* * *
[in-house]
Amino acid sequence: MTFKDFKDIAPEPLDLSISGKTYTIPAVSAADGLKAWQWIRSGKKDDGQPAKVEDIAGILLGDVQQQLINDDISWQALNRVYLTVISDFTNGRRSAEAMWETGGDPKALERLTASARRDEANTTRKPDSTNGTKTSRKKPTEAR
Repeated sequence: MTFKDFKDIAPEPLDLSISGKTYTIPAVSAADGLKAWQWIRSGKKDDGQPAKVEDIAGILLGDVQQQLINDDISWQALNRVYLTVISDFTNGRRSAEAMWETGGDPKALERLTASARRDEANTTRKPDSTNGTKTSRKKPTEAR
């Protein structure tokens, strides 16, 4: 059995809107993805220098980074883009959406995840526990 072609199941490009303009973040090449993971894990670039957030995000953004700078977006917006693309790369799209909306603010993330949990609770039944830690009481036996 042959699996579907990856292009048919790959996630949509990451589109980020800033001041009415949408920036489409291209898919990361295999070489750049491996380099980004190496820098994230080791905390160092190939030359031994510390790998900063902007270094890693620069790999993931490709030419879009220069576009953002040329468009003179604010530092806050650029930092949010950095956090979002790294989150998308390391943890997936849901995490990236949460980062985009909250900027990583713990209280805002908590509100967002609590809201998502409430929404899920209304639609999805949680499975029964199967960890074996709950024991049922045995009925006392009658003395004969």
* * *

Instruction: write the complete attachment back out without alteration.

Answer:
[in-house]
Amino acid sequence: MTFKDFKDIAPEPLDLSISGKTYTIPAVSAADGLKAWQWIRSGKKDDGQPAKVEDIAGILLGDVQQQLINDDISWQALNRVYLTVISDFTNGRRSAEAMWETGGDPKALERLTASARRDEANTTRKPDSTNGTKTSRKKPTEAR
Repeated sequence: MTFKDFKDIAPEPLDLSISGKTYTIPAVSAADGLKAWQWIRSGKKDDGQPAKVEDIAGILLGDVQQQLINDDISWQALNRVYLTVISDFTNGRRSAEAMWETGGDPKALERLTASARRDEANTTRKPDSTNGTKTSRKKPTEAR
């Protein structure tokens, strides 16, 4: 059995809107993805220098980074883009959406995840526990 072609199941490009303009973040090449993971894990670039957030995000953004700078977006917006693309790369799209909306603010993330949990609770039944830690009481036996 042959699996579907990856292009048919790959996630949509990451589109980020800033001041009415949408920036489409291209898919990361295999070489750049491996380099980004190496820098994230080791905390160092190939030359031994510390790998900063902007270094890693620069790999993931490709030419879009220069576009953002040329468009003179604010530092806050650029930092949010950095956090979002790294989150998308390391943890997936849901995490990236949460980062985009909250900027990583713990209280805002908590509100967002609590809201998502409430929404899920209304639609999805949680499975029964199967960890074996709950024991049922045995009925006392009658003395004969």